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13 November 2014

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You are in: Essex > Entertainment > Arts & Culture > Getting verbal with your verbs

Performance poet Adisa at the Towngate

Performance poet Adisa at the Towngate.

Getting verbal with your verbs

Adisa is a performance poet and he's known as 'The Verbalizer'. Originally from Poplar in East London he's been impressing audiences of school pupils in Basildon recently.

Adisa is in Basildon at the Towngate theatre to perform to around a hundred school children from the Furtherwick Park School on Canvey Island and the St Anne Line Catholic Junior School in Basildon.

All seem to be having a fun time and love joining in with the one-man show, shouting out answers when encouraged to do so.

"Poetry can be very spiritual."

Adisa, 'The Vertbalizer'

"I go into a lot of schools and when the teacher introduces you, I see their faces drop! 'This is going to be really boring' and their expectations of poetry are very different to what I believe it can be," said Adisa.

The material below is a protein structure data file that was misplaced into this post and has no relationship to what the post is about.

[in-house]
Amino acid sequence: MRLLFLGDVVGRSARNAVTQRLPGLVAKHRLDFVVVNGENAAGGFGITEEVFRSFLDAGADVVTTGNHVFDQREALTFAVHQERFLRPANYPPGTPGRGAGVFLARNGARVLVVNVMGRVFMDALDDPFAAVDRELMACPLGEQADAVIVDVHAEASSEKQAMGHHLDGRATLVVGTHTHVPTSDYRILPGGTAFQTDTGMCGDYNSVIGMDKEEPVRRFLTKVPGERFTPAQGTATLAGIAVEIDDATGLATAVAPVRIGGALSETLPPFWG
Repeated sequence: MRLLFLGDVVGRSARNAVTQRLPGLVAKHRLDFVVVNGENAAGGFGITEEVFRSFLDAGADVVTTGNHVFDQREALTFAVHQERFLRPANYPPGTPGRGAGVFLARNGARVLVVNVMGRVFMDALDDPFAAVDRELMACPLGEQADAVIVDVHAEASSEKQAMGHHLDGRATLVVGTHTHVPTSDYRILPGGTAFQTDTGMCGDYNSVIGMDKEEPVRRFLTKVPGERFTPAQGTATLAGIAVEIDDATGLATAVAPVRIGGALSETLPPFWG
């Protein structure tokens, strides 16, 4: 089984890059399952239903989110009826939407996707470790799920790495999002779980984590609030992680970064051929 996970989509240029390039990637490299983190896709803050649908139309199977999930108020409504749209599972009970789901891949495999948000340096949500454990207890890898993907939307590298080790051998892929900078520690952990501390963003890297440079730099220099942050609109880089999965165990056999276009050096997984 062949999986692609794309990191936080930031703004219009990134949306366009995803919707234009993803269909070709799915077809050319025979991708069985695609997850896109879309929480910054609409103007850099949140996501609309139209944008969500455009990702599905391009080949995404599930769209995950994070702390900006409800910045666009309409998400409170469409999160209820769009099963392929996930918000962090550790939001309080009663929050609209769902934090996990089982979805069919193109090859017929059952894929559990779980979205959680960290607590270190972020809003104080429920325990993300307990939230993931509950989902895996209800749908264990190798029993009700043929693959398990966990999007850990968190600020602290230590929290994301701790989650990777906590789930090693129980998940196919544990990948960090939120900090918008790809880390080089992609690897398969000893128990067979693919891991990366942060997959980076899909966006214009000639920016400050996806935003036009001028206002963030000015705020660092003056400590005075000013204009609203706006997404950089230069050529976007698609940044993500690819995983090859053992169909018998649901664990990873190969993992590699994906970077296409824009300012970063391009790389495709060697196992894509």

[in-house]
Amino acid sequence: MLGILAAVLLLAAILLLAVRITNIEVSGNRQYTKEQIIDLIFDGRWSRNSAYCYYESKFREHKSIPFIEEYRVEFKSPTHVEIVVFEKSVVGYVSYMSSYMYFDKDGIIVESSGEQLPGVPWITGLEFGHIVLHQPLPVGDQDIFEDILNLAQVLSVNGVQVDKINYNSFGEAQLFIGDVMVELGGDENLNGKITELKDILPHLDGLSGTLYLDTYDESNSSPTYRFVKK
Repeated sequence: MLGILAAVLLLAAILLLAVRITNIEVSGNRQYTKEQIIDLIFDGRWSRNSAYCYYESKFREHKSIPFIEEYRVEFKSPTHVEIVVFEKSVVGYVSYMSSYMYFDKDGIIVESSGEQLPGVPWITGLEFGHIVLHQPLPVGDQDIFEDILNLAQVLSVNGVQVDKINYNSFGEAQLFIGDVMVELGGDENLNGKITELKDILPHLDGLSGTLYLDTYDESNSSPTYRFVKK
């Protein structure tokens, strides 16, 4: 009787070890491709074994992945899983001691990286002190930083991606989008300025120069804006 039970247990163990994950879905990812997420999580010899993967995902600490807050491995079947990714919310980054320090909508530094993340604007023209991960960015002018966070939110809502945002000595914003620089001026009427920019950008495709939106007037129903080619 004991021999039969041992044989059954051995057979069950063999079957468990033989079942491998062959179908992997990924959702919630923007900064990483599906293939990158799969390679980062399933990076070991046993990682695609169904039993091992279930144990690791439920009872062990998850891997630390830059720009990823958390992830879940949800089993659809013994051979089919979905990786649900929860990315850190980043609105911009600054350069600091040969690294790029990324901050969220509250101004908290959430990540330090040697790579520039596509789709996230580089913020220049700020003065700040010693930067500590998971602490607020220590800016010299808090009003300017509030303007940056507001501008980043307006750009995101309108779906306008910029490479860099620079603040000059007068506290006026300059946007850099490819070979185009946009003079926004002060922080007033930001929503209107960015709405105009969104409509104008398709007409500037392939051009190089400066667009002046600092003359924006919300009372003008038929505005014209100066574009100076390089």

The performance aims to get young people thinking about words and enjoying poetry: "Hence why I give myself all these different names, such as 'The Verbalizer' and other funky names.

"There was a group of boys here at the performance that haven't been concentrating on their writing and that's why I try to use energy and action to get up and do stuff. But still using words, it's a great way into poetry.

"My vision is to work on a kind of motivational programme for children and empower people to achieve their goals."

Adisa started writing poetry in 1994 when he was 25-years-old: "It started as just a hobby, writing in my bedroom and my family suggested I go and perform in public places.

"I took part in a competition and was lucky enough to win."

One of the judges was Benjamin Zephaniah who he praised the up-and-coming poet. Since then he's started working with a band and setting some of his poems to music.

"As a teenager I used to rap to reggae music and I was always interested in words, but it wasn't about politics like it is now," he said. 

For most of the students, poetry is something they have to study and Adisa believes it should be performed live: "People like Shakespeare believed their work should be performed live, it's an oral thing. I'm a great believer in taking poetry outside it's normal boundaries."

The performance at the Towngate is part of the Children's Discovery Centre's 'Children Discovering Books Tour' and forms part of the Basildon Children’s Book Festival.

"I write to empower myself and if someone can relate to that too, then great. Taking time out of our busy lifestyles to write is a very important thing."

Adisa says: "Poetry can be very spiritual."

last updated: 27/03/2009 at 08:35
created: 26/03/2009

You are in: Essex > Entertainment > Arts & Culture > Getting verbal with your verbs



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